Another service is offered at University of California Davis, which pairs writers with accountability partners.

Like fitness boot camps, the premise is that new habits are formed by repeated and successful practice. The duration of boot camps vary from two weeks (the norm at Stanford University, which offers 10 sessions a year) to mini-boot camps of three days (like Boston College).

Typically, boot camp offers:

  • Initial workshop to help participants set goals and analyze their writing habits
  • Food and drink
  • A quiet space with access to printers
  • Companionship with students from other departments at the same stage
  • A legitimate commitment that provides a reason to leave the house (say good bye to the laundry and the kids) and leave the lab (advisors see boot camp as legit)
  • Access to trained writing tutor

Boot camps are sometimes sponsored by the Graduate Dean’s Office and sometimes by the campus Writing Center. If you want to advocate for one on your campus, those are places to start.

Data shows that far from being remedial, boot camp participants finish more quickly and report improvement in their writing practices and attitudes about writing. There have been several published articles assessing the impact of boot camps and intensive writing retreats. Among them are articles in Across the Disciplines (2015), Praxis: The Writing Center Journal (nd), The Writing Lab (2013), and NASPA: Excellence in Practice white paper series (2011).

Combining the Three Models

Although I have described the three models – quiet writing, writing support, and writing feedback – as distinct, they can be blended. Most groups have a primary emphasis, but borrow aspects of others as the needs and desires of the group evolve. Many boot camps incorporate some aspects of guidance, along with the quiet writing time. Some feedback groups include time for quiet writing. Most feedback groups spend some time on support and encouragement. (Beware of spending too much time problem solving or complaining, at the expense of insufficient time giving feedback to the author-of-the-day.)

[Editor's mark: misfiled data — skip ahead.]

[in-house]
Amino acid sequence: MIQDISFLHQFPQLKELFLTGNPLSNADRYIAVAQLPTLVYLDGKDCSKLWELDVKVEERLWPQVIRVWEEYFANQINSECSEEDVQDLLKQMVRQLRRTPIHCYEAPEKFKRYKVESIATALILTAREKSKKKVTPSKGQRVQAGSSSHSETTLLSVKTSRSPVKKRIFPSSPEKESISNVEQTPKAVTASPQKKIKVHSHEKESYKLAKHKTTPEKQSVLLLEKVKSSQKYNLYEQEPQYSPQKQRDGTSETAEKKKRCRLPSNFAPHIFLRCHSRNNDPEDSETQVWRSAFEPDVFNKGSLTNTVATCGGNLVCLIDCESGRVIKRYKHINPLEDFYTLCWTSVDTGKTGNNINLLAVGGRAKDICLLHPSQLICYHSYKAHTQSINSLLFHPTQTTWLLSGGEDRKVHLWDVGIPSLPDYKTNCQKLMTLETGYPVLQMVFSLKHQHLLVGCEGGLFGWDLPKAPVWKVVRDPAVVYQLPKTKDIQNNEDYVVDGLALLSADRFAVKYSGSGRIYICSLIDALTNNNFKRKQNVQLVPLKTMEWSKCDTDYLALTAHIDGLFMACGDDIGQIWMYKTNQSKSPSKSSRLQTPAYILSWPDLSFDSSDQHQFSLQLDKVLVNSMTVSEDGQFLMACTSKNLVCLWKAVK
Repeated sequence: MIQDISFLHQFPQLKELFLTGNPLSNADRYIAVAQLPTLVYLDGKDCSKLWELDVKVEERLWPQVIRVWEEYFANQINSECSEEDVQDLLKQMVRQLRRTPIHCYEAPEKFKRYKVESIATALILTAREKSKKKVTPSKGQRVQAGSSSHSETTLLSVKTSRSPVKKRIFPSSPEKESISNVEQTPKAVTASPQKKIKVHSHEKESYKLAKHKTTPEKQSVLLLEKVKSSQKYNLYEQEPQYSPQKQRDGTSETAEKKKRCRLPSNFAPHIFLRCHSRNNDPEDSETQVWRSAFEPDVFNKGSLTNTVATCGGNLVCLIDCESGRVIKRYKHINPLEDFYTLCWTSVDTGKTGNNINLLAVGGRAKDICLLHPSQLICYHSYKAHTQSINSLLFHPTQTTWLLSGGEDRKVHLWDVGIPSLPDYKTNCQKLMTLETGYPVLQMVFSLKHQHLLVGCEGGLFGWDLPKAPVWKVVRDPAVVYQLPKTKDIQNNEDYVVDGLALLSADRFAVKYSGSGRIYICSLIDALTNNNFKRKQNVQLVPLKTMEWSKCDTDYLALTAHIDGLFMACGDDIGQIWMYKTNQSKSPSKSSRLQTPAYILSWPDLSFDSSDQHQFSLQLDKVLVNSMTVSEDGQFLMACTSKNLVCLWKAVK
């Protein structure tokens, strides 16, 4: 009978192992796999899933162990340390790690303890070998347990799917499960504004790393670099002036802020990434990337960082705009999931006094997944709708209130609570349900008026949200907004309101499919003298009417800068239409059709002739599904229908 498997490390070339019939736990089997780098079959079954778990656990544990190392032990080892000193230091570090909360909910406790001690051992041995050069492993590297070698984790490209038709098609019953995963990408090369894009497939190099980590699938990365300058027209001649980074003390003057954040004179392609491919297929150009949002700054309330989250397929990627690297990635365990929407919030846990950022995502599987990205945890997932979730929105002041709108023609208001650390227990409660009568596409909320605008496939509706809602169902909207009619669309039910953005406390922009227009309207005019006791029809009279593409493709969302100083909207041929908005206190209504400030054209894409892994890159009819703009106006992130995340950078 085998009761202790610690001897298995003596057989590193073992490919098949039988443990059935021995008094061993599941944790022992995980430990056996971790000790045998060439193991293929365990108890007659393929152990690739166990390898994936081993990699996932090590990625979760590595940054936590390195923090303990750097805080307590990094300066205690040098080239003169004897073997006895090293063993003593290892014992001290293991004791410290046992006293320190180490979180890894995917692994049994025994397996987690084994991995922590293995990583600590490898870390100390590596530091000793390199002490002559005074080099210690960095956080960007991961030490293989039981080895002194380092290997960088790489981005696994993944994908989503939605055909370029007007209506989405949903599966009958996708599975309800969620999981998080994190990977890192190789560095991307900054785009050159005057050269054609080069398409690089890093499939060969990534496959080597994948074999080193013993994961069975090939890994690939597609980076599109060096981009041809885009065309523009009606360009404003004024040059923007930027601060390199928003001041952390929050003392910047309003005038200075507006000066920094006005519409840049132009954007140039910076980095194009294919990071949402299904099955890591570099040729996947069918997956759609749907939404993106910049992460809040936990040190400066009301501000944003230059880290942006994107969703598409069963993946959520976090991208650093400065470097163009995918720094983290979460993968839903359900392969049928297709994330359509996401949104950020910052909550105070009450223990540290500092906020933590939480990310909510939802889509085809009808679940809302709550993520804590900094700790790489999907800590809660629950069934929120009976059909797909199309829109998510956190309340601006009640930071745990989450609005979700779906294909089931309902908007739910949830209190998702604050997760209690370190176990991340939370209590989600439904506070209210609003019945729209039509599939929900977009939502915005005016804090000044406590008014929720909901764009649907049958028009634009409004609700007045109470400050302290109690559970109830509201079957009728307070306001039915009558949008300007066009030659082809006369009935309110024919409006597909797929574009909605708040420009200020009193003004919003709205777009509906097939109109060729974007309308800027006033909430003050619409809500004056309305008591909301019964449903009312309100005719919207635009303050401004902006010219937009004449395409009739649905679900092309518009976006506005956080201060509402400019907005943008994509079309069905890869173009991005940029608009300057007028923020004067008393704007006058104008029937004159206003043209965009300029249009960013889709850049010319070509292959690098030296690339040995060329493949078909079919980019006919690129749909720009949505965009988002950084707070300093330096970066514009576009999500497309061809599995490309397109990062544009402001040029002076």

I keep this photo of my writing group at graduation in my office. That’s me in the middle.

In the last few months before submitting our dissertations, one of my feedback writing groups shifted modes completely. None of us could handle any more input. But we craved encouragement and community. Instead of sitting around a table, we took a weekly vigorous 3-mile walk. The initial steep climb was dubbed “pissed off hill” and whomever was most upset with their advisor used the time to vent. None of us responded (we were huffing and puffing our way up the ascent). By the time we reached the crest, the aggrieved person was spent – emotionally and physically. It was a cathartic release. Just before commencement, we returned to the open space where we hiked wearing our robes and had a celebratory photo taken.


 

[1] The history and theory are described in this article by founder Anita Mastroieni.

Published July 6, 2016

Posted in Skills and tagged community, writing on by Grad Logic. 5 Comments